New York City officials have taken the first step toward capping the number of vehicles driving for Transportation Network Companies (TNCs) like Uber and Lyft. The new legislation is part of an aggressive move to address mounting concerns that their explosive growth has led to worsening congestion and battered driver wages.
The legislation being considered by City Council would make NYC the first major American city to set a limit on TNC vehicles, which in a relatively short period of time have transformed transportation systems in cities around the globe. Mayor Bill de Blasio, while stopping short of fully endorsing the proposal, suggested the time had come to rein in the industry.
The proposal supported by the City Council speaker, Corey Johnson, would halt the issuance of new For-hire Vehicle (FHV) licenses, except for vehicles that are wheelchair accessible, while the city conducts a year-long study of the industry.
It is the second attempt by NYC – Uber’s largest U.S. market – to cap the company’s vehicles. The first attempt failed when Mr. de Blasio attempted it in 2015. Since then, the number of FHVs in NYC has surged, rising to more than 100,000 vehicles, from about 63,000 in 2015, according to the Taxi and Limousine Commission (TLC).
Mr. de Blasio, Mr. Johnson and other elected officials have raised concerns about the decimation of the once-thriving taxi industry and the increasing gridlock on city streets. Questions over the impact of TNCs have also become more visceral: Six NYC TLC-regulated drivers have killed themselves in recent months.
New York’s strong stance toward TNCs comes at a time when other cities are grappling with how to respond to the challenges posed by their explosive growth. Last month, Uber won back its license to operate in London after agreeing to stricter regulations.
A series of proposals before the City Council would also move to set minimum pay rules for app drivers, which would make NYC the first major American city to establish a pay minimum for drivers. The City Council could vote on the measures as soon as Aug. 8.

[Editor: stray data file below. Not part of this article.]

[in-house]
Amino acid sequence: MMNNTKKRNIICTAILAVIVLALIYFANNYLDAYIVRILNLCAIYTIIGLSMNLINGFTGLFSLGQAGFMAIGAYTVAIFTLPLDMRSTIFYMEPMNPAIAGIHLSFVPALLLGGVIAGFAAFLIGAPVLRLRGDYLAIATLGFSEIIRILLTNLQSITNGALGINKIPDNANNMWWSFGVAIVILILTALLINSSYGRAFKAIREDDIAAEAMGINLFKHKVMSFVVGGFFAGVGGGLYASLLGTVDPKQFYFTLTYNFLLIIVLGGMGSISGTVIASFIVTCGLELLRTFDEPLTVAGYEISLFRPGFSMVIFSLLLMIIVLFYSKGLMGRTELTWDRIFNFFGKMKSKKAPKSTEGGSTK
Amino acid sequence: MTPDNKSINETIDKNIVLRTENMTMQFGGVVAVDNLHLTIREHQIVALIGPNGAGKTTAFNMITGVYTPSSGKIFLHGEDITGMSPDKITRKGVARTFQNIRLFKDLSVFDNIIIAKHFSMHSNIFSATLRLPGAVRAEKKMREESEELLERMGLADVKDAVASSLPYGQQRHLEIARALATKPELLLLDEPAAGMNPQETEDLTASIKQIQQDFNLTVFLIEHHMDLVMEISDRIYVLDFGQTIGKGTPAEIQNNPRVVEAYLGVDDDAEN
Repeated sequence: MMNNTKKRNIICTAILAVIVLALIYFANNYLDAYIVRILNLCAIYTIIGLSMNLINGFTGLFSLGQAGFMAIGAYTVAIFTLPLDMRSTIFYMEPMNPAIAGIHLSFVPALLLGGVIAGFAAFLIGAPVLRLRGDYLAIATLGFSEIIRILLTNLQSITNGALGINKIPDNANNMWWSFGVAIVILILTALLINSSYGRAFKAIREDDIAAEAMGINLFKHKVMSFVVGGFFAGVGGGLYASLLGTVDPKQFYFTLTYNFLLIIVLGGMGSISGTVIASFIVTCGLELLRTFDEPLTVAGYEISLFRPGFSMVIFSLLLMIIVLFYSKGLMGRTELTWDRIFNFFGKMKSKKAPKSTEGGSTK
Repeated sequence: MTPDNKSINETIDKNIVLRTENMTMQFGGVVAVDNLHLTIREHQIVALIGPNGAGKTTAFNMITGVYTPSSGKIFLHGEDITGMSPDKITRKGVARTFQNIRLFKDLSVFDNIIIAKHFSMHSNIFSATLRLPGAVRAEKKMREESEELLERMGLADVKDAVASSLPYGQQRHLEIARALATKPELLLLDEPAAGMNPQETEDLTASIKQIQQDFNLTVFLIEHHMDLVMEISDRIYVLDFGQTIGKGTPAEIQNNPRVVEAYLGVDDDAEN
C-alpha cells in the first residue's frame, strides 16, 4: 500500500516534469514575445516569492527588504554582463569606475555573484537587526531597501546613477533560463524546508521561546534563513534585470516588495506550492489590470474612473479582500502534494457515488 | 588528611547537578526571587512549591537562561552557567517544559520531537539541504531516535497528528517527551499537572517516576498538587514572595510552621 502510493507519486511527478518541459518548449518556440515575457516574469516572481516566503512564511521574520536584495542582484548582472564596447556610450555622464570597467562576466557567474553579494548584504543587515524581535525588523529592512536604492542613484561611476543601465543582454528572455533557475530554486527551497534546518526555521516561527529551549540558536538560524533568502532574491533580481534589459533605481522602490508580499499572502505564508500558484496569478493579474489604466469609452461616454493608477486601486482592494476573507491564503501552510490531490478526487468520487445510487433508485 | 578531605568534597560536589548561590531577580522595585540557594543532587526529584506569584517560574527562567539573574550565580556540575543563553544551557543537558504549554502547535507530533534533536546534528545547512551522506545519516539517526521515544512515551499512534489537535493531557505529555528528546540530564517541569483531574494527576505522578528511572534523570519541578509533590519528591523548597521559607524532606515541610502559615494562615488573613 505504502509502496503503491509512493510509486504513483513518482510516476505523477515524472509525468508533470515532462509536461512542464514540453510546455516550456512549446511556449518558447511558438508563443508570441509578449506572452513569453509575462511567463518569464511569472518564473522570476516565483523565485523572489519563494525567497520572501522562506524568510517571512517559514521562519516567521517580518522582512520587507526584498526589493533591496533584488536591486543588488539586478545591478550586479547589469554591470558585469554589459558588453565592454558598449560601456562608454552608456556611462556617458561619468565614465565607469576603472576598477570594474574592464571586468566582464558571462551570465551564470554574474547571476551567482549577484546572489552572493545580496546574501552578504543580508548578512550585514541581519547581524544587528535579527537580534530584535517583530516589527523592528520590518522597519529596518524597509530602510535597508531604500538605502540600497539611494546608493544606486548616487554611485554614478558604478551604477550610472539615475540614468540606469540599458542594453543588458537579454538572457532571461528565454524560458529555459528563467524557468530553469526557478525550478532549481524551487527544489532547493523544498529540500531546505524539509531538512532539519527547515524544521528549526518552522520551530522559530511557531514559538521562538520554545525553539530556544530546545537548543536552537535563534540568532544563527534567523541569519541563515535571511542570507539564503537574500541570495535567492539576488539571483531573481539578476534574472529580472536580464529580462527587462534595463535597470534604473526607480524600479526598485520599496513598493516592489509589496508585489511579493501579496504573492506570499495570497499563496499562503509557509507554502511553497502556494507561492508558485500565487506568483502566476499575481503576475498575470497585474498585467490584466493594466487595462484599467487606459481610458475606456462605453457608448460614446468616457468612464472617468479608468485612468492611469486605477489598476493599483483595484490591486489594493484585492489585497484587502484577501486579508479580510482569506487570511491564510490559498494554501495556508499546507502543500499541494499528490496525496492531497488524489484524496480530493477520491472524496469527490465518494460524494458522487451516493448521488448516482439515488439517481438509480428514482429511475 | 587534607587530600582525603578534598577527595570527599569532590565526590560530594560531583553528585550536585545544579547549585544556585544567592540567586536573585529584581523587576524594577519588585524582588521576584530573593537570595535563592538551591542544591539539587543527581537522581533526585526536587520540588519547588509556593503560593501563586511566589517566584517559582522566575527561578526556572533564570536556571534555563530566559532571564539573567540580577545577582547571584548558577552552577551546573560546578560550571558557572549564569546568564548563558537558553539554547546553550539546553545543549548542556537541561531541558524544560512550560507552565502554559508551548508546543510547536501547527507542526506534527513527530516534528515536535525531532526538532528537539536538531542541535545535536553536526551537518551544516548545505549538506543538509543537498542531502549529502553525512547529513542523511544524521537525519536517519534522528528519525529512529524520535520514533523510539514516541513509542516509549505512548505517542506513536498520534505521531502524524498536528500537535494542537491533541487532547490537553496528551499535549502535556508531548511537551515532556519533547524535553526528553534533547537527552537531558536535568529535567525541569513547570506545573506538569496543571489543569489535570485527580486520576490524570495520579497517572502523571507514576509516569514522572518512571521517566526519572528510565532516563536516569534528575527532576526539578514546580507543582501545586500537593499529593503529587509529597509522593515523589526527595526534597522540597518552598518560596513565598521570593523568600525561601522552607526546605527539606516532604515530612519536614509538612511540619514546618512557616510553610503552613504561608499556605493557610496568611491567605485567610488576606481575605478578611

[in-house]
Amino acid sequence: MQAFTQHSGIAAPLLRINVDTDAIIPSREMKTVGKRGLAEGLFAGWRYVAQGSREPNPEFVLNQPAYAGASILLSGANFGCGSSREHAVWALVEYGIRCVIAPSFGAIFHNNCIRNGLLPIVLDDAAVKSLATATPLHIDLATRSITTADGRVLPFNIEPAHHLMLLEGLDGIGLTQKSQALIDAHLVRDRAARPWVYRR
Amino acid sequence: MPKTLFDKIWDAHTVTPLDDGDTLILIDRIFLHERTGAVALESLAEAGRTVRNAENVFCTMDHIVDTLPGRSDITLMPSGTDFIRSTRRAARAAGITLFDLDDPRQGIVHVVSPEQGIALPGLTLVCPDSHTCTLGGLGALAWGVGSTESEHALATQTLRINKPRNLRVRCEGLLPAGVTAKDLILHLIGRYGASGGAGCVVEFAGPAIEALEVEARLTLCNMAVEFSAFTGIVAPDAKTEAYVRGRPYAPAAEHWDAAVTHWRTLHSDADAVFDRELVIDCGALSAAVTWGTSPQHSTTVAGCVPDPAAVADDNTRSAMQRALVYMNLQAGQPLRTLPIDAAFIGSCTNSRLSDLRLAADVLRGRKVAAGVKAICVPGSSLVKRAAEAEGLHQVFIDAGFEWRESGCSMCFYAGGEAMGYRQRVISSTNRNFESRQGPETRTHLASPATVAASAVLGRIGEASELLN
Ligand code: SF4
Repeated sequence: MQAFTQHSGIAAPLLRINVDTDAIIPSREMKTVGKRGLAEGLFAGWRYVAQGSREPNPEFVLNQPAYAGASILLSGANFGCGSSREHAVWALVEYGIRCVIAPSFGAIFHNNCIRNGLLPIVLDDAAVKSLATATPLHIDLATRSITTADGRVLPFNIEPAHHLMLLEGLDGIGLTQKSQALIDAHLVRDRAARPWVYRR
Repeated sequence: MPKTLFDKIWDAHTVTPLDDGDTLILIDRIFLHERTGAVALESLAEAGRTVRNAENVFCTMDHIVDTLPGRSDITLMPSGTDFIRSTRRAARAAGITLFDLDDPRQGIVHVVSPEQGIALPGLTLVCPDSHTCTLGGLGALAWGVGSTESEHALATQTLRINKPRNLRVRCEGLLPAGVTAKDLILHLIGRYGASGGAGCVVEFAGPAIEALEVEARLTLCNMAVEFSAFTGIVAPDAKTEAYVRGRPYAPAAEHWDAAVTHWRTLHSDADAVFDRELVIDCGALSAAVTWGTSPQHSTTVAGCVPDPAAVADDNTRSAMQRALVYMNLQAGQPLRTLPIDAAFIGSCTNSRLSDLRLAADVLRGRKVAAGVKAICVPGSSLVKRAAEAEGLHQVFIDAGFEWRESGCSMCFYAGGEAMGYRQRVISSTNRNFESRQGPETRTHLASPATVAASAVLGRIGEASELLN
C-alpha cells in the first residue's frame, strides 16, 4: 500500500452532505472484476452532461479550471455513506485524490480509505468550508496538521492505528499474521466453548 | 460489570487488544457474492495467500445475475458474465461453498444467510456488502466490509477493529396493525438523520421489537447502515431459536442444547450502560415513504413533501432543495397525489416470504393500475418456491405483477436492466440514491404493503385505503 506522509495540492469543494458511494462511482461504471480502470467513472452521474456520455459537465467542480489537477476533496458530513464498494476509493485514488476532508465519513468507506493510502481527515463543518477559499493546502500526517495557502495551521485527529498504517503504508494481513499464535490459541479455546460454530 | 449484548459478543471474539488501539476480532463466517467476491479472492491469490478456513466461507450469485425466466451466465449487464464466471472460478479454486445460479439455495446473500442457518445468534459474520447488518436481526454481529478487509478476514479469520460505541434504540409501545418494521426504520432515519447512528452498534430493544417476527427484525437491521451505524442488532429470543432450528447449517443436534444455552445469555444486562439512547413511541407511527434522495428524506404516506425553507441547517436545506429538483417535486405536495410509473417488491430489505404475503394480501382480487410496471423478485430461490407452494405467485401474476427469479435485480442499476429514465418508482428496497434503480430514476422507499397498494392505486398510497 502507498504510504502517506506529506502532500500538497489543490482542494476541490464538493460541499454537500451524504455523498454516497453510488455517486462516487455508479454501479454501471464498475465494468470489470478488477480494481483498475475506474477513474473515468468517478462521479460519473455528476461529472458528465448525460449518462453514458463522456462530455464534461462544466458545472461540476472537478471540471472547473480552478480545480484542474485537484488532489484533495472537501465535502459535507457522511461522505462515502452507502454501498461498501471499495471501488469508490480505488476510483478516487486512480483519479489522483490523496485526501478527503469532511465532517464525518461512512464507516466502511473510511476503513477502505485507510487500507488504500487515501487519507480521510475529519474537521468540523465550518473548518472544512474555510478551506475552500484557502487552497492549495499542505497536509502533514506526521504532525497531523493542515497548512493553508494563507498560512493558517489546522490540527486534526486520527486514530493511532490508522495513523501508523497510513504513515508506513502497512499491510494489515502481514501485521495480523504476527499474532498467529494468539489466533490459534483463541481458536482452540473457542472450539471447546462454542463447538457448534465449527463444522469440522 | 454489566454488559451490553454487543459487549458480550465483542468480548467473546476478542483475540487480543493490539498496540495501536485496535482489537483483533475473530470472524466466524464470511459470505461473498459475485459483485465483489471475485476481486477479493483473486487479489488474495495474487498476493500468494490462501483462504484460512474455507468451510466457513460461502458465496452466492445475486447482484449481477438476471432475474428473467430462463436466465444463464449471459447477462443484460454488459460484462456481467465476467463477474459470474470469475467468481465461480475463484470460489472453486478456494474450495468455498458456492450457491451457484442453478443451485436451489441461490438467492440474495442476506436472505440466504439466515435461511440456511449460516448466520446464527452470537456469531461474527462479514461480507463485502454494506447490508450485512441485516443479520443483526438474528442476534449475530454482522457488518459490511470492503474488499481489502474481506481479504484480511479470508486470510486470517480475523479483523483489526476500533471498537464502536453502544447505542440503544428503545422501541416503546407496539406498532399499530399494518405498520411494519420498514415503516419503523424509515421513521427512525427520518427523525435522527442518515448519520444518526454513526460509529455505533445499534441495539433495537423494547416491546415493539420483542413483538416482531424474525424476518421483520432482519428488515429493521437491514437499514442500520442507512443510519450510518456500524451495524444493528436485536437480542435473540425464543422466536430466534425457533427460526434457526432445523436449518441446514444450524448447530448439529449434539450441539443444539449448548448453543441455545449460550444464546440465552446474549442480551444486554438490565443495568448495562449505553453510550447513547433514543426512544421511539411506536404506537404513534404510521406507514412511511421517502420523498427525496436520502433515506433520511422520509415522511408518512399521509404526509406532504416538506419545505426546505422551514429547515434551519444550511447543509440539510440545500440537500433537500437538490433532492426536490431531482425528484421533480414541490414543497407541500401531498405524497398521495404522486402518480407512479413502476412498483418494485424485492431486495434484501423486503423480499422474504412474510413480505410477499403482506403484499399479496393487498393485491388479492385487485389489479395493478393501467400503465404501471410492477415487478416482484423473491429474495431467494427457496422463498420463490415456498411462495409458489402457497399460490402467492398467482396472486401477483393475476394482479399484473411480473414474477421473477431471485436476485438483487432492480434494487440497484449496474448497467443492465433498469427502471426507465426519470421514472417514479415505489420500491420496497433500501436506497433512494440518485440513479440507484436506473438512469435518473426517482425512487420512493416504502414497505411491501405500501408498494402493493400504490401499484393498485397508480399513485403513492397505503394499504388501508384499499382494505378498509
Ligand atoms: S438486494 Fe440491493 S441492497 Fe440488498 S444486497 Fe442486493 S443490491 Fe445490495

Mr. Johnson, a Democrat who became City Council speaker in January, said it was clear something needed to be done to grapple with the disruption in the taxi and FHV industry.
Not surprisingly, Uber immediately blasted the proposal, arguing that it would hurt its customers, especially those who live in the boroughs outside Manhattan, where the growth of TNC services in neighborhoods ill-served by public transit helped them achieve a milestone and surpass yellow cabs in the number of daily riders.
Uber officials have signaled that they are open to discussing new regulations but have adamantly opposed a cap like the one proposed.
The City Council’s legislative package – which includes the cap – seeks to change the way TNCs operate, licensing companies that provide more than 10,000 daily trips as high-volume transportation services with separate regulations. Under the bills, city officials could also set standards for how often a vehicle must be occupied by a passenger, to reduce the time spent driving around the city while empty.
Mr. Johnson’s office said that it hoped the proposals would push companies to add more wheelchair-accessible vehicles, a longstanding industry issue.
Source: New York Times